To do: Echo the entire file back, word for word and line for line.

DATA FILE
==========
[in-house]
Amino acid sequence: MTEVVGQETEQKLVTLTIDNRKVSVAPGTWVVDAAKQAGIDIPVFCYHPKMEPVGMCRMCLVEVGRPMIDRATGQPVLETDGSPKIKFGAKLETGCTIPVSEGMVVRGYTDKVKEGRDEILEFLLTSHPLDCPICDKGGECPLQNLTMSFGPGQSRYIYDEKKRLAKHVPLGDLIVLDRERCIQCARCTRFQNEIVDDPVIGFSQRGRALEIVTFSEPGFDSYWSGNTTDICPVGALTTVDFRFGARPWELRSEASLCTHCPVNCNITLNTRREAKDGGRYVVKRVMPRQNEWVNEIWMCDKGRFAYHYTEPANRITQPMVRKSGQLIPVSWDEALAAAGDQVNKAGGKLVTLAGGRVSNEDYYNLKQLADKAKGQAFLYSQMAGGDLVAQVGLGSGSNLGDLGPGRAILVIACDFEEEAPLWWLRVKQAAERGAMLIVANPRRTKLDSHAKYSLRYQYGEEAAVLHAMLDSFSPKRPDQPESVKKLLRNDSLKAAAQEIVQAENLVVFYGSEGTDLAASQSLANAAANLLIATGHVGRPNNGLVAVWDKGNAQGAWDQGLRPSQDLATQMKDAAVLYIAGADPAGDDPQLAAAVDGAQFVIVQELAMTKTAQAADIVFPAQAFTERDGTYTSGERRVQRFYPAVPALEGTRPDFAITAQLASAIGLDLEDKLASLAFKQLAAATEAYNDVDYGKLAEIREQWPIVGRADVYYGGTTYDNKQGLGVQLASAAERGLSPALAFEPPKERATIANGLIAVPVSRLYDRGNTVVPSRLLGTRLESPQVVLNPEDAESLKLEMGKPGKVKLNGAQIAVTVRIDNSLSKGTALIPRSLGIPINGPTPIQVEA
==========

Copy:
[in-house]
Amino acid sequence: MTEVVGQETEQKLVTLTIDNRKVSVAPGTWVVDAAKQAGIDIPVFCYHPKMEPVGMCRMCLVEVGRPMIDRATGQPVLETDGSPKIKFGAKLETGCTIPVSEGMVVRGYTDKVKEGRDEILEFLLTSHPLDCPICDKGGECPLQNLTMSFGPGQSRYIYDEKKRLAKHVPLGDLIVLDRERCIQCARCTRFQNEIVDDPVIGFSQRGRALEIVTFSEPGFDSYWSGNTTDICPVGALTTVDFRFGARPWELRSEASLCTHCPVNCNITLNTRREAKDGGRYVVKRVMPRQNEWVNEIWMCDKGRFAYHYTEPANRITQPMVRKSGQLIPVSWDEALAAAGDQVNKAGGKLVTLAGGRVSNEDYYNLKQLADKAKGQAFLYSQMAGGDLVAQVGLGSGSNLGDLGPGRAILVIACDFEEEAPLWWLRVKQAAERGAMLIVANPRRTKLDSHAKYSLRYQYGEEAAVLHAMLDSFSPKRPDQPESVKKLLRNDSLKAAAQEIVQAENLVVFYGSEGTDLAASQSLANAAANLLIATGHVGRPNNGLVAVWDKGNAQGAWDQGLRPSQDLATQMKDAAVLYIAGADPAGDDPQLAAAVDGAQFVIVQELAMTKTAQAADIVFPAQAFTERDGTYTSGERRVQRFYPAVPALEGTRPDFAITAQLASAIGLDLEDKLASLAFKQLAAATEAYNDVDYGKLAEIREQWPIVGRADVYYGGTTYDNKQGLGVQLASAAERGLSPALAFEPPKERATIANGLIAVPVSRLYDRGNTVVPSRLLGTRLESPQVVLNPEDAESLKLEMGKPGKVKLNGAQIAVTVRIDNSLSKGTALIPRSLGIPINGPTPIQVEA